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Showing posts from 2018

Faith

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Gimlet Media provided all entrepreneurs with a gift chronicling the process of starting their company.The stages were well known but the podcast format allowed us to listen to every aspect of the messy process.The partnership and family conversations made me cringe but they still stick in my memory today.Gimlet named the podcast StartUp and the group they are currently following is a church plant.Ironically there are many similarities between a successful church plant and a successful wealth management practice.Before you hit delete please read why I have faith.
The minister on the podcast asks his members three great questions that we can also use in our wealth advisory practices.The questions are:
What do you want? Statistics on church plants show that they must take a definitive  position on what they believe to attract and retain members.  The three beliefs are do you accept and marry homosexual couples, can women hold senior positions in the church and do you believe in Hell?  Wh…

Growth Stages

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The successful pricing of the Focus Financial IPO is a milestone event.Unfortunately the event conjured up an old Wall Street missive in my head – buy on the rumor, sell on the news.How can we use this pithy saying to help us with our independent wealth management practice?We will share our thoughts with you in this week’s blog.
Wealth Management 1.0 The greying of the RIA industry has driven Wealth Management 1.0. When reality hits and older advisors realize they need to monetize their practice they look for buyers.DeVoe and Company tracks these transactions and identifies the major players.This trend still has longer to run but it is closer to the end than the beginning.An iPhone 5 still works but are you thinking about an upgrade?
Wealth Management 2.0 If you are planning on keeping your firm you need to consider the tools you will need to compete going forward.The tools are not cheap but the Bill Good belief that we must continually invest in our firm is a lesson we should all embr…

Follow Me

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When professionals change jobs they must make an accurate prediction on who will follow them.This is an important consideration and my experience is the three main players are under and overestimating a key component in the decision.This week I’ll share my real world experiences on changing jobs.Please follow me.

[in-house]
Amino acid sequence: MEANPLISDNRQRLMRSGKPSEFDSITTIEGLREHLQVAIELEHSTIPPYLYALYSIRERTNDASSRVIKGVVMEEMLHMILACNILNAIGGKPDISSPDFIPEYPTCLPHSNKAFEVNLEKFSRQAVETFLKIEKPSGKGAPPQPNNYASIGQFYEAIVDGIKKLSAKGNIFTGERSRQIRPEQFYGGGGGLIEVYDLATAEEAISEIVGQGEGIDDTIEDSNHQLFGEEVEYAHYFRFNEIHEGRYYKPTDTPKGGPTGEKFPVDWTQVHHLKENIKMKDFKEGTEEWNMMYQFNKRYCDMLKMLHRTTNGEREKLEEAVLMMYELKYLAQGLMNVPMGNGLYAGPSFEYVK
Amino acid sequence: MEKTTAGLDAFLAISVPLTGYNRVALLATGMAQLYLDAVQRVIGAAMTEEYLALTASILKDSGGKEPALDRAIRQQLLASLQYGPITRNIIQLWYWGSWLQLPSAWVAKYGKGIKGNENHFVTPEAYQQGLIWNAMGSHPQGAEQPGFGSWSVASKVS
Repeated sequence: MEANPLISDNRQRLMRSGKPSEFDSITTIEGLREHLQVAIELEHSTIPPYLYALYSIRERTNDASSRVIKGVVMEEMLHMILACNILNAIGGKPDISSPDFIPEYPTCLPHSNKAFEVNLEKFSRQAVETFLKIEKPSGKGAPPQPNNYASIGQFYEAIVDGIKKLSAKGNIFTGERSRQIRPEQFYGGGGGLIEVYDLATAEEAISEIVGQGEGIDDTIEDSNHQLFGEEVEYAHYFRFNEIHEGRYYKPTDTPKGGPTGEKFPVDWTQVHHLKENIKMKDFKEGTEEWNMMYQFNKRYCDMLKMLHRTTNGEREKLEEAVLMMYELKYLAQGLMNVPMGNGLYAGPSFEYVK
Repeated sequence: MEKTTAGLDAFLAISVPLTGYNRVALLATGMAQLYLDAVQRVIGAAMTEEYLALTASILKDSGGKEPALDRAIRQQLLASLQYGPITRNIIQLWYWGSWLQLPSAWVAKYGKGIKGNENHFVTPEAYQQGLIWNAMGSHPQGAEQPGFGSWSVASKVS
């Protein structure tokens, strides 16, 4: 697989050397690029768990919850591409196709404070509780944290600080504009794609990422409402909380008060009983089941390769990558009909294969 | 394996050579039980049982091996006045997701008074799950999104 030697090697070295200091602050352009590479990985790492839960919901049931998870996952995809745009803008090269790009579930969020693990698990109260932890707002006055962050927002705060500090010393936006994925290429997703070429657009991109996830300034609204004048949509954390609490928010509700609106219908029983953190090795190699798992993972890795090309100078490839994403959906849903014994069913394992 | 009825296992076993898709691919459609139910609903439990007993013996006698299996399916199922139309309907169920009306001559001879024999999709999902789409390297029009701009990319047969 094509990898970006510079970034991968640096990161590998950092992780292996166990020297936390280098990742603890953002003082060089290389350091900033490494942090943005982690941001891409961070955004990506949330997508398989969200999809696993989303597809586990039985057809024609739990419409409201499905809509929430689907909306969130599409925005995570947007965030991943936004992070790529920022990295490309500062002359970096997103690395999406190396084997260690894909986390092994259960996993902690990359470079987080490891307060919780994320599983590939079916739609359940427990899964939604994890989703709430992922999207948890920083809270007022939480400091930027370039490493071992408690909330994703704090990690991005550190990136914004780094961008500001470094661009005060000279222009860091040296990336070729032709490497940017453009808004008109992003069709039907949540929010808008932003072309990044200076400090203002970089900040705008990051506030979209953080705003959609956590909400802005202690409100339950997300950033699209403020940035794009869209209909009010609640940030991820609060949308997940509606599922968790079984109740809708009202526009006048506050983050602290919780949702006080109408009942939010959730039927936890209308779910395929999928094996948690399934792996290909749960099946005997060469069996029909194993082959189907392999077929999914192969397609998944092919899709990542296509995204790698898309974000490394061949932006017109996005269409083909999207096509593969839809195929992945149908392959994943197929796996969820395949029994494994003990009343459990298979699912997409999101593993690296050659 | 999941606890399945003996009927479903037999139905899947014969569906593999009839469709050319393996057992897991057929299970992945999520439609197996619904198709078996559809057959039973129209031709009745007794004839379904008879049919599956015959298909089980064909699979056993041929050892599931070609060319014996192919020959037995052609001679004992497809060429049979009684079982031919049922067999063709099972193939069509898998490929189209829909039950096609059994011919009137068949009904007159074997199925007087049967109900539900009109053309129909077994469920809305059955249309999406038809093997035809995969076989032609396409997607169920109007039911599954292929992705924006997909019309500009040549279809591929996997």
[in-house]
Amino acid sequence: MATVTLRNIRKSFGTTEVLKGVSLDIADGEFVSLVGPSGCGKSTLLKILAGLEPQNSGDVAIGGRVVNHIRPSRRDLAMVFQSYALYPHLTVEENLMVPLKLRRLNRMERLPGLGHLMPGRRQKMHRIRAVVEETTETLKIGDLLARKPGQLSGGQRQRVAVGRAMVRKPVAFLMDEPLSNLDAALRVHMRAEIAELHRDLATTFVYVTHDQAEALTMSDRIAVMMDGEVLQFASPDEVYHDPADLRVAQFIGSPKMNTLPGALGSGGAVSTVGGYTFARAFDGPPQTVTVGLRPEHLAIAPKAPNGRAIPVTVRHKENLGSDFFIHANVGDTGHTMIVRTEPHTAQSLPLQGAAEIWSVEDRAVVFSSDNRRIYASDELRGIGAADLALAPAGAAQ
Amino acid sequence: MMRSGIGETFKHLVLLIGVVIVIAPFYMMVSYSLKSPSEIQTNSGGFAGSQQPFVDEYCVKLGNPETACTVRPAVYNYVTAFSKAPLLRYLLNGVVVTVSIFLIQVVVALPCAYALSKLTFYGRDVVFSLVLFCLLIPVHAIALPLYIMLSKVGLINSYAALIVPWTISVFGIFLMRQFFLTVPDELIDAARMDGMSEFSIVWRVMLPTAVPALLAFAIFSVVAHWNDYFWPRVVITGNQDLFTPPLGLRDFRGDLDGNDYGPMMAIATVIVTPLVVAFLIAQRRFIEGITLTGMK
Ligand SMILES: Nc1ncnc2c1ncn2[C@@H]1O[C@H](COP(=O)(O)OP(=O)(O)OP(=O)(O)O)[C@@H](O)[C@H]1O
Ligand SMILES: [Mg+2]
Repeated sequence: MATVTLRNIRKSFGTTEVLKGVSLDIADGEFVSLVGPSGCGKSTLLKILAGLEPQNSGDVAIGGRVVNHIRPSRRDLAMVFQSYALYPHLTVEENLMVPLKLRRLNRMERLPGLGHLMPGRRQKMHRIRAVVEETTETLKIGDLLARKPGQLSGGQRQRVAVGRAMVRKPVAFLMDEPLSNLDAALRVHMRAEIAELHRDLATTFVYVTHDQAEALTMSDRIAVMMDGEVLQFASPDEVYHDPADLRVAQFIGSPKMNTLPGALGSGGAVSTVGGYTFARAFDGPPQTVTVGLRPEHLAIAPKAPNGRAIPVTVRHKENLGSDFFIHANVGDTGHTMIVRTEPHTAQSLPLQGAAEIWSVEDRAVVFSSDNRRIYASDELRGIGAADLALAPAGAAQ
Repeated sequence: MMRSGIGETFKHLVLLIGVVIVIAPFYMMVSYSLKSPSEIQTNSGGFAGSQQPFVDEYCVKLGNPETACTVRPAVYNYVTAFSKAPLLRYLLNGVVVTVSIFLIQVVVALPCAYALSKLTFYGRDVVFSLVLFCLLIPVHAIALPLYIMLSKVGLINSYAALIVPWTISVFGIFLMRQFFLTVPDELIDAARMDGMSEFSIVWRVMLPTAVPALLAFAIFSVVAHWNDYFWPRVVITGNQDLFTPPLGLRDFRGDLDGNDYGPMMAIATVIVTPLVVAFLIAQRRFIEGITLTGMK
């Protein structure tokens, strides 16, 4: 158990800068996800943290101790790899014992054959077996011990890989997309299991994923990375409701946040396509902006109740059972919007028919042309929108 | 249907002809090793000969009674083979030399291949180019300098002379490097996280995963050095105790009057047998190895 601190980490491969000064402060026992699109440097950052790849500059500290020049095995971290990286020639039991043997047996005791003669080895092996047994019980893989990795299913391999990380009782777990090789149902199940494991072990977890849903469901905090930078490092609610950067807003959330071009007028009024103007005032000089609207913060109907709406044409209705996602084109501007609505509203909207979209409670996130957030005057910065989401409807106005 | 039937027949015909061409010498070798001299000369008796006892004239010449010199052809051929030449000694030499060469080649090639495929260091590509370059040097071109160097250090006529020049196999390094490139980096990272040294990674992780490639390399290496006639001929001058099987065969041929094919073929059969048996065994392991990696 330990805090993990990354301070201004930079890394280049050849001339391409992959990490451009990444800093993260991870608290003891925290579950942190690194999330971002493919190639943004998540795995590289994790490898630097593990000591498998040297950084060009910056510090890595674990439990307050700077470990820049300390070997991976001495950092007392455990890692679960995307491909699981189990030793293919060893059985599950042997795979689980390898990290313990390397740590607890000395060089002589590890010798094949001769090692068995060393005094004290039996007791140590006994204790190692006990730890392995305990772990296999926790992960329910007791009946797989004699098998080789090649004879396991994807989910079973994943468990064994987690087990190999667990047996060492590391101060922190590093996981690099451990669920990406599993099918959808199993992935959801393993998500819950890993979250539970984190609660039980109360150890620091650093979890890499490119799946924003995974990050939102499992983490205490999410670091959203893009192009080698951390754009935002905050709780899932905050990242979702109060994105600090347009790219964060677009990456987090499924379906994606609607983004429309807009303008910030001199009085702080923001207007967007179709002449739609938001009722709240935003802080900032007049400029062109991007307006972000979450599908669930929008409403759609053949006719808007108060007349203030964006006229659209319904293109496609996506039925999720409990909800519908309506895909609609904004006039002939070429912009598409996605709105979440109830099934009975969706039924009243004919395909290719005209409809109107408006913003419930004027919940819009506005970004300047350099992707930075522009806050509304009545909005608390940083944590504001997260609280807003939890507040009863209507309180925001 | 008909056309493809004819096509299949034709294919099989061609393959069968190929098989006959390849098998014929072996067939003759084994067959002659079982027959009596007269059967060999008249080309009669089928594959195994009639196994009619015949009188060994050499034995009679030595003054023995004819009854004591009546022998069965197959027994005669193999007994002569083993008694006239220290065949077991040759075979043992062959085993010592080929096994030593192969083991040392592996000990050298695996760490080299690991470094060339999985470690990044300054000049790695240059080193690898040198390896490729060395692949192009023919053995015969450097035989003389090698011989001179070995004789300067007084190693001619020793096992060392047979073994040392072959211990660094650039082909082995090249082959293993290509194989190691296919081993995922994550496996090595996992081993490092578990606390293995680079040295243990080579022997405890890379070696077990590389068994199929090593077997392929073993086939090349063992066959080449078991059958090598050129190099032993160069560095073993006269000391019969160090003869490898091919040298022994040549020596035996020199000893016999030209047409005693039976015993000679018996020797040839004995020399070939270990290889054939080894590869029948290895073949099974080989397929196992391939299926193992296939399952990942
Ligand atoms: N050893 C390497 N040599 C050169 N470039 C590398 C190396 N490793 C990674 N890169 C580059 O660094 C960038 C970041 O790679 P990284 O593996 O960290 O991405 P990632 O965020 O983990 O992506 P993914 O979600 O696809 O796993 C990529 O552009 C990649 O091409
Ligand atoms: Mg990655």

Management When I ran a large wealth management organization I received numerous calls from office managers offering a block move of advisor teams in their office.While the offer sounded compelling 100% of the transactions did not materialize.While the advisor teams liked their branch manager they liked themselves, their family and their clients more.I experienced this reality when I approached many of my ex-advisors when I started Sanctuary expecting them to follow me.The power of the purse trumped my likeability.

Advisor The fear factor for advisors considering changing firms is stoked by their current firm’s misguided belief that clients love the firm more than they love th…

Fraud

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A recent podcast with screenwriter Ed Solomon made me think if this guy is insecure I should stop beating myself up.Ed wrote two blockbuster movies – Bill and Ted’s Excellent Adventure and Men in Black and he still doesn’t feel confident when he writes a new screenplay.This blog will examine why I feel his pain when I write this blog and why advisors have insecurities when they make client recommendations.
Expectations This is where the rubber meets the road.Our expectations are often too optimistic.Unfortunately the 100 year flood occurs every 7 – 9 years.An essential characteristic of successful advisors is their optimism, many advisors hope to double their revenues every three years.Clients add to the challenge by making the mistake to expect the returns that their “friends” boast about at cocktail parties.The current environment where the return of FANG stocks dominates the financial press doesn’t help.My optimism has caused me to make a lot of mistakes with my family’s portfolio.…

56

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One of the most provocative ideas from the DeVoe and Company M&A + Succession Summit was regarding the optimal age of an employee – 56.The expert presenter shared that the optimal age was where energy and experience intersected.Coincidentally I am 56 and I agree with the conclusion.This week we will examine why I agree.